1) Energy passed from one substance to the other is called calories or Kilojoules
and not watts
Calories or Joules are quantity of potential and kinetic work
but Watts are rate of work.

2) All depend the mass of substance to warm up and the type of material your warm up.
The heating coefficient of water is lower than oil for example.
But there are many, many other factors like altitude etc.

Mike join the newsgroup called wastewatts@yahoogroups.com
and you'll learn something about energy.

3) olcoolone -(original poster) _ don't use a jug.
Allll you need is a 12 volts coil that you deep into your
cup of water(150ml). It takes about 40 seconds to bring the water to the boil.
If you start with ice it will take longer to boil.
I have a 12 volts coil and it works well. I bought it 20 years ago. Don't know the brand.
But they do exist.

Bluesky
AnswerID: 150266

Follow Up By: Andrew Main - Monday, Jan 23, 2006 at 13:50

Monday, Jan 23, 2006 at 13:50
What a load of patronising drivel!

Bluesky - before you suggest people go somewhere and learn something I suggest you get your overall facts right.

The basic equations for the heating of water are linear whilst moving through the liquid phase and from liquid to boiling. This means that you can measure it in monekys per month and if you have half the power to heat the water it will take twice as long.

(Please let me know if you would like me to furnish you with these equations.)

You are of course quite right that there are many other factors such as pressure (not altitude, the variable is pressure - I could heat it at sea level but if I was in a pressure chamber with a lower pressure than the outside it would boil earlier.), overall volume of liquid, shape, position of moon etc but they will have very little bearing when compared to a drop in energy, work factor, monkeys per minute etc.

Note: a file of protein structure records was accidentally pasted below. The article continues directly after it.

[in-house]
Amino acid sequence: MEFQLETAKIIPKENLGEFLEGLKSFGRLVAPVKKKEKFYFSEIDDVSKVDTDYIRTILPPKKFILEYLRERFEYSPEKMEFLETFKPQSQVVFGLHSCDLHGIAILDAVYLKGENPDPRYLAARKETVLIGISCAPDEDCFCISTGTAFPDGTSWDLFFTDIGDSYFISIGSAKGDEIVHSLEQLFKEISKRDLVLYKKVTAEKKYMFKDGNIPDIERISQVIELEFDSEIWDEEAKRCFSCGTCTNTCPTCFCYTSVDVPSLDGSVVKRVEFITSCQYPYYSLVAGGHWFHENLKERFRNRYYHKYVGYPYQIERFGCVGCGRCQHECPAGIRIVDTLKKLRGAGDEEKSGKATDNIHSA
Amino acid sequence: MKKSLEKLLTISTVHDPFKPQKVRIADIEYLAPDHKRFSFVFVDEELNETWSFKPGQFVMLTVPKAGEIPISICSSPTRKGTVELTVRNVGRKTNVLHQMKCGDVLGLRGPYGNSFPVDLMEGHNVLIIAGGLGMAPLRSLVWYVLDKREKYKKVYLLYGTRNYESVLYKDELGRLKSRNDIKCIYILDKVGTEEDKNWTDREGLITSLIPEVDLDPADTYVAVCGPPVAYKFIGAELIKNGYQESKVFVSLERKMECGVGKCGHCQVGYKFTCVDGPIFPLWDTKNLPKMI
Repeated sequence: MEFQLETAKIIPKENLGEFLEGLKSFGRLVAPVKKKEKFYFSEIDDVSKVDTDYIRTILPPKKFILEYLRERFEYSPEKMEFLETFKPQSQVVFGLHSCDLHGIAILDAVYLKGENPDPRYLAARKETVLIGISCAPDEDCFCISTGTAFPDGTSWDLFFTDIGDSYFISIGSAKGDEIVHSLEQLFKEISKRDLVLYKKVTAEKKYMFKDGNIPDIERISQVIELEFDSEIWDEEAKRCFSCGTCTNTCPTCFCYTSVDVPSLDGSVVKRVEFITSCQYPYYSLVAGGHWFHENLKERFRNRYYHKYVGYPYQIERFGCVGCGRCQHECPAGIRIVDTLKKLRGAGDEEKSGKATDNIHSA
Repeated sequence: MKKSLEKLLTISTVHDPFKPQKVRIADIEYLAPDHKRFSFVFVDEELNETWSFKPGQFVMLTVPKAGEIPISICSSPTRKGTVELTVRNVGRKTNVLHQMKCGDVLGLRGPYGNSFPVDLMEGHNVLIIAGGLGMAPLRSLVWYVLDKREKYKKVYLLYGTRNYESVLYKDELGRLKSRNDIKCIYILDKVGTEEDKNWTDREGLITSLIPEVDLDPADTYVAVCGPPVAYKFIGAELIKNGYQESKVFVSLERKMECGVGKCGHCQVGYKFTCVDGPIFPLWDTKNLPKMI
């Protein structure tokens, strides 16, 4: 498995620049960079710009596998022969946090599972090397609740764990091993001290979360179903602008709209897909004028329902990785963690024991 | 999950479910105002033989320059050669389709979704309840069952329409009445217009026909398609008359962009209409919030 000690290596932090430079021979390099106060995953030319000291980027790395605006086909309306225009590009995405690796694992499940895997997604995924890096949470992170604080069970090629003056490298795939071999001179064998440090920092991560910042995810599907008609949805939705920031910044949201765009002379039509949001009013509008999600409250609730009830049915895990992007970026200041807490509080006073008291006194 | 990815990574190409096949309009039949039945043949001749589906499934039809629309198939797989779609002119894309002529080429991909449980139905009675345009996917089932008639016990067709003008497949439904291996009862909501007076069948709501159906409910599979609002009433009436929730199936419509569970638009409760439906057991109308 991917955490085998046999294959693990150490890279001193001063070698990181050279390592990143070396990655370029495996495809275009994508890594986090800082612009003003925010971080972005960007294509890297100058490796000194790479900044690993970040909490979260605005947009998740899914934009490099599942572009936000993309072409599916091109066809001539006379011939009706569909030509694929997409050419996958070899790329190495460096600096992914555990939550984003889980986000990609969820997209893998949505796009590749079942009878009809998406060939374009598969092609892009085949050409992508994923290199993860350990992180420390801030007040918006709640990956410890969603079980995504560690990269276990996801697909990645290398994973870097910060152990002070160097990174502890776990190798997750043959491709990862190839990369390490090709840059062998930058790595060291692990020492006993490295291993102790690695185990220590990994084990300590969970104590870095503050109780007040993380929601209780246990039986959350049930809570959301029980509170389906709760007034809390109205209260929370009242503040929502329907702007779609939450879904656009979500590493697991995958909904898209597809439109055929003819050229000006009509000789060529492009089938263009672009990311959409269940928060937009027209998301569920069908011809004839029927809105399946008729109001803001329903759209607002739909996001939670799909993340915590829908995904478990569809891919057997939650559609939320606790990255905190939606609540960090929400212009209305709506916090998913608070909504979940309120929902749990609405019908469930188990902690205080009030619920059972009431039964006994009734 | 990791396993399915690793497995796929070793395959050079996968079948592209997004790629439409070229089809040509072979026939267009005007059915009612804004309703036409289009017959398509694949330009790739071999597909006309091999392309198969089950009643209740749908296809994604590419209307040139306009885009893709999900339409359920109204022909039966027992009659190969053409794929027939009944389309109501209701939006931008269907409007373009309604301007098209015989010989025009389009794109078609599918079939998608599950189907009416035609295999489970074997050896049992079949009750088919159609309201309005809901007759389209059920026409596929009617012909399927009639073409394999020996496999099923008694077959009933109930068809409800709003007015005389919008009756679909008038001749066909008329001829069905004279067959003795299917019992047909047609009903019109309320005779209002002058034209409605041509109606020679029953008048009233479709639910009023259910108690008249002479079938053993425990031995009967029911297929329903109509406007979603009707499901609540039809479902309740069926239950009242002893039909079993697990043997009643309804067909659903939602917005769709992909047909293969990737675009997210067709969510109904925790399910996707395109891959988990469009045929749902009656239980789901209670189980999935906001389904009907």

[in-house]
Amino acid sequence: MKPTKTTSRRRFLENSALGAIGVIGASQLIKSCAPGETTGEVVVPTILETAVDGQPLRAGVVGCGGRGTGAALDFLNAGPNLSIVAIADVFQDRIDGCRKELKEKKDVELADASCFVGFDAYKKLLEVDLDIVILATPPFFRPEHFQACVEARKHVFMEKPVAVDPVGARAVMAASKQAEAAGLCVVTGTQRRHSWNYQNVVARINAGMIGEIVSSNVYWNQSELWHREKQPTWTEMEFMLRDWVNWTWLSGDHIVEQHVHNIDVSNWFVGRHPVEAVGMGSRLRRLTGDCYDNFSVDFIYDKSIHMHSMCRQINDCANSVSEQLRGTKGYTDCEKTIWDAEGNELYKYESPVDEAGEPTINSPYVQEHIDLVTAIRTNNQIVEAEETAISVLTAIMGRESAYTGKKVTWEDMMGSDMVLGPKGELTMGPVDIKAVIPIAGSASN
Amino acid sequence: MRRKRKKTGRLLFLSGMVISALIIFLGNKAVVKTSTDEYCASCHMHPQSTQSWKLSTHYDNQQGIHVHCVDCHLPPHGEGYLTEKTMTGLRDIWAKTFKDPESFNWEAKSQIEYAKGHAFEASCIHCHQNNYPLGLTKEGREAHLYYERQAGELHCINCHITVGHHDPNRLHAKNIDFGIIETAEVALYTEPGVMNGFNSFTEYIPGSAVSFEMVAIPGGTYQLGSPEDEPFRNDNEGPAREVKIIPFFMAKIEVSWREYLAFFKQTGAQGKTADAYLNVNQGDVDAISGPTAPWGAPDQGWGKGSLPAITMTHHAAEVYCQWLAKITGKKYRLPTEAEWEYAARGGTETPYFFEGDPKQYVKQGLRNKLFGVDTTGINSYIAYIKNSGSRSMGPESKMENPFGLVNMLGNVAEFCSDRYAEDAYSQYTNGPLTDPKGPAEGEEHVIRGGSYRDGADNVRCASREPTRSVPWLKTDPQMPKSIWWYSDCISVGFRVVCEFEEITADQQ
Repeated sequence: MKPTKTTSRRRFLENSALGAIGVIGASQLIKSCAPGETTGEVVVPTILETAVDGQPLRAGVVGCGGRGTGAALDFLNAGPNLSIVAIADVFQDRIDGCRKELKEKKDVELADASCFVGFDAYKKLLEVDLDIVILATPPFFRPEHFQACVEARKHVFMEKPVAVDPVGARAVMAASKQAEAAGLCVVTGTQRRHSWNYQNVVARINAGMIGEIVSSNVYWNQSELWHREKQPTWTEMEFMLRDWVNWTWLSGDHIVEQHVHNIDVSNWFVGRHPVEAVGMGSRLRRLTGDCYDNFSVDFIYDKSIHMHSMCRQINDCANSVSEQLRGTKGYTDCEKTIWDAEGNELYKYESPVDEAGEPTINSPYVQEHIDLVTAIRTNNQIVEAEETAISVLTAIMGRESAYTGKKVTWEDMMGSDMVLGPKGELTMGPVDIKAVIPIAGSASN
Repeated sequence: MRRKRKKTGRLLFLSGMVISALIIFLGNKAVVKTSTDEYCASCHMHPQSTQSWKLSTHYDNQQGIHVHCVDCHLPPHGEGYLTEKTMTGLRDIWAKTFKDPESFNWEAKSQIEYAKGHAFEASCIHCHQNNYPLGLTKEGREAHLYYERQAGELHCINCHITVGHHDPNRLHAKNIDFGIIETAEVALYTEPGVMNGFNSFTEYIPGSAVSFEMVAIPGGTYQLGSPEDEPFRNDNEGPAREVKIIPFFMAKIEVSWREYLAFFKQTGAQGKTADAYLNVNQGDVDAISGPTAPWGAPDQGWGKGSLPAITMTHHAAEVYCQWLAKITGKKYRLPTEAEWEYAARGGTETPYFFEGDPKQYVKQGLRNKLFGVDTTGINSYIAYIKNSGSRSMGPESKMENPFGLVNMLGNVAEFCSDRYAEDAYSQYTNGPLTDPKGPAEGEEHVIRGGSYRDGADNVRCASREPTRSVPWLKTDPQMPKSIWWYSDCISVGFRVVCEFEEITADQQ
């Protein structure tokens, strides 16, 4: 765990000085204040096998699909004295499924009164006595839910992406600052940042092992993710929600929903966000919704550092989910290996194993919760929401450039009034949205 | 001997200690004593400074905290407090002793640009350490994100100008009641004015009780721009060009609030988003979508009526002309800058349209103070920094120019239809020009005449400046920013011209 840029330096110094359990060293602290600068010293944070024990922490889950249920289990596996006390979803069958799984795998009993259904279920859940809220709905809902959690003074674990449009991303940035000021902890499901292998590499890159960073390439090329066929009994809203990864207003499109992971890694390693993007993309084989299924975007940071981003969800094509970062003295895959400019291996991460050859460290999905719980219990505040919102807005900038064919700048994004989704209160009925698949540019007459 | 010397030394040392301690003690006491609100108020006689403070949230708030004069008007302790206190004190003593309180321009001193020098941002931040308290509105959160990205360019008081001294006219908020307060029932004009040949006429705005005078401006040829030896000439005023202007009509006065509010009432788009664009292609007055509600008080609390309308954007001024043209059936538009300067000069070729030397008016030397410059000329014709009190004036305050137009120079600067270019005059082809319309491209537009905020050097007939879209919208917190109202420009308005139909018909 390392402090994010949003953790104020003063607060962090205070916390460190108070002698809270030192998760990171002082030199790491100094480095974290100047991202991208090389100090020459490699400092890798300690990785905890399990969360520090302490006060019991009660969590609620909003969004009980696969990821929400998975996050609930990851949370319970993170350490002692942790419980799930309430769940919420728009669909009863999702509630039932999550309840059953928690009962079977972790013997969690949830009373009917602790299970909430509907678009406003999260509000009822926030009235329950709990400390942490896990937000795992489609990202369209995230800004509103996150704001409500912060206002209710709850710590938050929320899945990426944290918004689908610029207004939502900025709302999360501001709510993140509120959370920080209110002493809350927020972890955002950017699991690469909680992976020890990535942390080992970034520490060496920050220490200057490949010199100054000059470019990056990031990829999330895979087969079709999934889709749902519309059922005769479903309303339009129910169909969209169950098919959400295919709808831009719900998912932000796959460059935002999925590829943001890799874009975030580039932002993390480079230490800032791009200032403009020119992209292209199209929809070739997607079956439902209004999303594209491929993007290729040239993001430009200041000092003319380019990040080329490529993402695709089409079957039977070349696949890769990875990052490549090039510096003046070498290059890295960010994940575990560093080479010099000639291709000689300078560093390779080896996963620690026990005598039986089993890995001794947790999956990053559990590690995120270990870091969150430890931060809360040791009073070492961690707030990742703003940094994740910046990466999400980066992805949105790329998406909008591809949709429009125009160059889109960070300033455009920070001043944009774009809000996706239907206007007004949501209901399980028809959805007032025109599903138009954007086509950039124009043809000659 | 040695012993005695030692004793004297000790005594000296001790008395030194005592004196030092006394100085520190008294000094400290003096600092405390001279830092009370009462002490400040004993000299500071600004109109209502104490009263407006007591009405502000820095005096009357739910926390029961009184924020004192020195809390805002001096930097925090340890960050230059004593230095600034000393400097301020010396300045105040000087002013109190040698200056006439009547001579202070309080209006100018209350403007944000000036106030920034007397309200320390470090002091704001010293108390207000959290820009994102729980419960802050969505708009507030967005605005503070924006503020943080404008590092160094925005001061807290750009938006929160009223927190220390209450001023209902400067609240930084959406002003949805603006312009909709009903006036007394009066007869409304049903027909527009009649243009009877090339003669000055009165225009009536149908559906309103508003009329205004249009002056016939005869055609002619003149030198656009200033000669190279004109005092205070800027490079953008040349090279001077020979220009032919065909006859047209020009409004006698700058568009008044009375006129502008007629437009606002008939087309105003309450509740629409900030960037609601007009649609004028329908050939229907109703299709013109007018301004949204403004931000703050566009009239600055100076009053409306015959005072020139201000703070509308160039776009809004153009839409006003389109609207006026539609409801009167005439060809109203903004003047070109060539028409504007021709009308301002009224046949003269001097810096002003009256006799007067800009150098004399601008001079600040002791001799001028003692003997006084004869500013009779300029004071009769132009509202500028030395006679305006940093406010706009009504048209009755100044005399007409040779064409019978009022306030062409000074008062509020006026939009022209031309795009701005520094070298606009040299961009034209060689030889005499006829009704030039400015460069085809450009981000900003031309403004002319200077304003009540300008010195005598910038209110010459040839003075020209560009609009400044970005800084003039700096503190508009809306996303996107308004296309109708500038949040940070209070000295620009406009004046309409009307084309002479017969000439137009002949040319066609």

The question revolves around the relative time to boil some water when compared to another method - not being pendantic about units used etc, the equations are linear in the basic form and that is what matters.

Andrew
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Follow Up By: gramps - Monday, Jan 23, 2006 at 14:25

Monday, Jan 23, 2006 at 14:25
Bluesky,

Is that one of those thingies that looks like someone removed the element from an old style jug and attached alligator clips to the trailing wires ?

I've seen those in camping equipment outlets but never really paid that much attention to them.
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Follow Up By: Mike Harding - Monday, Jan 23, 2006 at 17:41

Monday, Jan 23, 2006 at 17:41
>Mike, your calculations are incorrect regarding that problem
>using the warming up of water.

I don't think so.

Nevertheless if you're so sure perhaps you would be good enough to point out to me where I got it wrong?

>1) Energy passed from one substance to the other is called
>calories or Kilojoules and not watts Calories or Joules are
>quantity of potential and kinetic work but Watts are rate of work.

Which is why I did the calculation in kilowatt seconds and you'll find that one wattsecond is exactly equal to one Joule.

>Mike join the newsgroup called wastewatts@yahoogroups.com
>and you'll learn something about energy.

I already know something about energy.

Mike Harding
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Reply By: tonysmc - Monday, Jan 23, 2006 at 18:31

Monday, Jan 23, 2006 at 18:31
Hi Richard,

I am not sure if they are good quality or not, however the RACV shop sell a 12 volt kettle.

Tony
AnswerID: 150367

Reply By: Member - Julie P (VIC) - Tuesday, Jan 24, 2006 at 13:59

Tuesday, Jan 24, 2006 at 13:59
Well didn't your query raise a "kettle" of worms(joke!!! -get it???) anyway we have a little Waeco kettle - we always take a thermos of hot water, put that into the kettle and by the time you have cups, coffee, etc organised the kettle has boiled - no problem - also don't overfill it - better to have two small cups initialy, and boil another lot while you are drinking this - works for us - just remember to fill your thermos with boiling water every day and you can't go wrong - it is only a little thing - you can't expect miracles - especially with really cold water - makes sense doesn't it.
jules
AnswerID: 150551